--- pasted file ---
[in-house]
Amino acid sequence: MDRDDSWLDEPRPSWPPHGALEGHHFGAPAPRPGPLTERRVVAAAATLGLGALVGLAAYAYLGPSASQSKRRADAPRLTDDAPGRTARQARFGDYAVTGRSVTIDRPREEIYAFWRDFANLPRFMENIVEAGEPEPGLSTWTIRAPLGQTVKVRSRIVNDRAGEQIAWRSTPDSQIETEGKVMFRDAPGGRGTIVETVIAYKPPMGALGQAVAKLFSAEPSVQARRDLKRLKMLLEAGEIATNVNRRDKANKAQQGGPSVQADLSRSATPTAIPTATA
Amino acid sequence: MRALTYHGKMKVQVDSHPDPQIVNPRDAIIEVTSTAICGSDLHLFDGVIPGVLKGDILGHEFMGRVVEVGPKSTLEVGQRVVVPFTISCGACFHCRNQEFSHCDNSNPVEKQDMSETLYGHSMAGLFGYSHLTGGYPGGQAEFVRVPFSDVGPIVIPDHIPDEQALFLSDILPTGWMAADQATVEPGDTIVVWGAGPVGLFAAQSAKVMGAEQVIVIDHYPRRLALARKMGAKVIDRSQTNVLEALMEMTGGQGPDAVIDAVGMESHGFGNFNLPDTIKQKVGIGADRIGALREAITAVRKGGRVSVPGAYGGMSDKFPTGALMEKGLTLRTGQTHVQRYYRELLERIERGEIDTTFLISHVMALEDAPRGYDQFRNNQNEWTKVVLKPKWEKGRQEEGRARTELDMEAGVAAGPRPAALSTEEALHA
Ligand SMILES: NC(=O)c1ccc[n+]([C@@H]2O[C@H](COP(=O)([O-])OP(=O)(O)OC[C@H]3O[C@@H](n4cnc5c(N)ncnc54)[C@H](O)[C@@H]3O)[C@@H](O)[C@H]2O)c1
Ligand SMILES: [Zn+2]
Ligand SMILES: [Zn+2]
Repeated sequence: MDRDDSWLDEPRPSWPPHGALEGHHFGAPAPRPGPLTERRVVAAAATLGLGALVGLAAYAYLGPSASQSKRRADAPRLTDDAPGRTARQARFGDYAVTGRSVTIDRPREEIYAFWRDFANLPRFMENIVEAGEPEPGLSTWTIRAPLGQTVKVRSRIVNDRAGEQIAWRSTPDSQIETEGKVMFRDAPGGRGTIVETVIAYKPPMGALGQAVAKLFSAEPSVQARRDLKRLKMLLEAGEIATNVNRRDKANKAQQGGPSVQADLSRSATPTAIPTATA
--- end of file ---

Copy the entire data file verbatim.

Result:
[in-house]
Amino acid sequence: MDRDDSWLDEPRPSWPPHGALEGHHFGAPAPRPGPLTERRVVAAAATLGLGALVGLAAYAYLGPSASQSKRRADAPRLTDDAPGRTARQARFGDYAVTGRSVTIDRPREEIYAFWRDFANLPRFMENIVEAGEPEPGLSTWTIRAPLGQTVKVRSRIVNDRAGEQIAWRSTPDSQIETEGKVMFRDAPGGRGTIVETVIAYKPPMGALGQAVAKLFSAEPSVQARRDLKRLKMLLEAGEIATNVNRRDKANKAQQGGPSVQADLSRSATPTAIPTATA
Amino acid sequence: MRALTYHGKMKVQVDSHPDPQIVNPRDAIIEVTSTAICGSDLHLFDGVIPGVLKGDILGHEFMGRVVEVGPKSTLEVGQRVVVPFTISCGACFHCRNQEFSHCDNSNPVEKQDMSETLYGHSMAGLFGYSHLTGGYPGGQAEFVRVPFSDVGPIVIPDHIPDEQALFLSDILPTGWMAADQATVEPGDTIVVWGAGPVGLFAAQSAKVMGAEQVIVIDHYPRRLALARKMGAKVIDRSQTNVLEALMEMTGGQGPDAVIDAVGMESHGFGNFNLPDTIKQKVGIGADRIGALREAITAVRKGGRVSVPGAYGGMSDKFPTGALMEKGLTLRTGQTHVQRYYRELLERIERGEIDTTFLISHVMALEDAPRGYDQFRNNQNEWTKVVLKPKWEKGRQEEGRARTELDMEAGVAAGPRPAALSTEEALHA
Ligand SMILES: NC(=O)c1ccc[n+]([C@@H]2O[C@H](COP(=O)([O-])OP(=O)(O)OC[C@H]3O[C@@H](n4cnc5c(N)ncnc54)[C@H](O)[C@@H]3O)[C@@H](O)[C@H]2O)c1
Ligand SMILES: [Zn+2]
Ligand SMILES: [Zn+2]
Repeated sequence: MDRDDSWLDEPRPSWPPHGALEGHHFGAPAPRPGPLTERRVVAAAATLGLGALVGLAAYAYLGPSASQSKRRADAPRLTDDAPGRTARQARFGDYAVTGRSVTIDRPREEIYAFWRDFANLPRFMENIVEAGEPEPGLSTWTIRAPLGQTVKVRSRIVNDRAGEQIAWRSTPDSQIETEGKVMFRDAPGGRGTIVETVIAYKPPMGALGQAVAKLFSAEPSVQARRDLKRLKMLLEAGEIATNVNRRDKANKAQQGGPSVQADLSRSATPTAIPTATA